What's next for AU after US colleges reckoned with racism amid BLM protests

Students, community reflect on AU’s past and future when it comes to race

What's next for AU after US colleges reckoned with racism amid BLM protests

Editor's Note: This article appeared in The Eagle's March 2021 virtual print edition.

This summer, universities across the country reckoned with racism as protests erupted over the killings of Black Americans by law enforcement. Online and in-person, students pushed for institutional change, including the renaming of buildings and the replacement of statues that hold the names of controversial figures in history. 

Princeton University removed Woodrow Wilson’s name from its School of Public and International Affairs, James Madison University renamed three buildings named for Confederate leaders, and Georgetown University announced in 2019 its plan to pay reparations to the descendants of the enslaved people the college sold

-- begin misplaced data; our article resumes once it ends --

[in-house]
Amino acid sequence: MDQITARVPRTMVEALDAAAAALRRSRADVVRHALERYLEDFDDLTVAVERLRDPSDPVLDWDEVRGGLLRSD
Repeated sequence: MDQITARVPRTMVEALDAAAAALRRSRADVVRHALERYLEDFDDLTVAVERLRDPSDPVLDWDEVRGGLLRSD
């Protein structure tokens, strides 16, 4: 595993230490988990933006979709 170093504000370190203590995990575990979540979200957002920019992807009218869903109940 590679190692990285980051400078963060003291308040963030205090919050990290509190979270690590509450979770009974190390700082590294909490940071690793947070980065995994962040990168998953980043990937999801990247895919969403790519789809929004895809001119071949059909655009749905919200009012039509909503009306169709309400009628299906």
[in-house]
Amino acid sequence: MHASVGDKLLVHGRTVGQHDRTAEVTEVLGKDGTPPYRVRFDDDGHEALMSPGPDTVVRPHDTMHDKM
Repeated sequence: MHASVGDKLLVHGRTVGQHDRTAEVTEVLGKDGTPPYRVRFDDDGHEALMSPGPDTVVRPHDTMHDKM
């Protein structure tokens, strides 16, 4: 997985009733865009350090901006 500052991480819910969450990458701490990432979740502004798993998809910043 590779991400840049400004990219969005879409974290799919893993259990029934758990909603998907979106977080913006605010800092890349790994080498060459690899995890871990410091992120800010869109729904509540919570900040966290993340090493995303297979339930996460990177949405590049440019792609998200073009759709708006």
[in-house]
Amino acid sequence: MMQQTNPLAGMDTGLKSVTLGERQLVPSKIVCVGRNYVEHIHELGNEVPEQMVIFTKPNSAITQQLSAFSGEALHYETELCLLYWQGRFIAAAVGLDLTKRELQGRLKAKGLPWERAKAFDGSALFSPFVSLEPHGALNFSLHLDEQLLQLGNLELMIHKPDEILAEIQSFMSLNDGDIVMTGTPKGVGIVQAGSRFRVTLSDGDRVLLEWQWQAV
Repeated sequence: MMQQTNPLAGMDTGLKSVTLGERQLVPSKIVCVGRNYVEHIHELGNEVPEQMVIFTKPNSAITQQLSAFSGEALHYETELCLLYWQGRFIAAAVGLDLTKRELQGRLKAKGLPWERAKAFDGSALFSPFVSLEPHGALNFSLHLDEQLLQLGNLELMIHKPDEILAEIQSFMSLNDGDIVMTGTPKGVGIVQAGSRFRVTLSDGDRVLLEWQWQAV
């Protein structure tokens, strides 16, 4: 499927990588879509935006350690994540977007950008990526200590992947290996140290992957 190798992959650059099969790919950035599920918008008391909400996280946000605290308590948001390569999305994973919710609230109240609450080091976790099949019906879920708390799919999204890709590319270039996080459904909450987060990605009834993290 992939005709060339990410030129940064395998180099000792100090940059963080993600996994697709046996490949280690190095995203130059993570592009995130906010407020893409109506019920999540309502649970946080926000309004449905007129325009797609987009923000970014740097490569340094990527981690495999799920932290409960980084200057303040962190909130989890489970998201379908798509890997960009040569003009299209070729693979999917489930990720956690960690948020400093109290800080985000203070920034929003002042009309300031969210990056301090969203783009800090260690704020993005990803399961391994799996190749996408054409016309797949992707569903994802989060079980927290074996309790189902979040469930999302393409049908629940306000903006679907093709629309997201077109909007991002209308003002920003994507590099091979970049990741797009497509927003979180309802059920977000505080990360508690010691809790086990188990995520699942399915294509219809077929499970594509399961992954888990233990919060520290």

American University also has a building named after a man with ties to slavery –– Hurst Hall.

AU’s Working Group on the Influence of Slavery first presented its research on the University’s historic ties to slavery in spring 2019 and created an exhibit to showcase its findings. The group’s report states that John Fletcher Hurst, the founding chancellor of AU and a bishop of the Methodist Episcopal Church, inherited one or two enslaved people from his father. Hurst, who is immortalized on campus by way of Hurst Hall, freed his enslaved people at 16 after he entered the United Methodist Church, according to Sybil Roberts Williams, director of African American and African Diaspora Studies at AU. 

The working group was created after Nickolaus Mack, former managing editor of the opinion section for The Eagle, wrote a column criticizing Founders Week for celebrating a founder that owned enslaved people. The community reaction to the original column was mixed and led the administration and student body to ask the question: What is AU’s connection to slavery and how were the University’s founders involved?

What’s in a name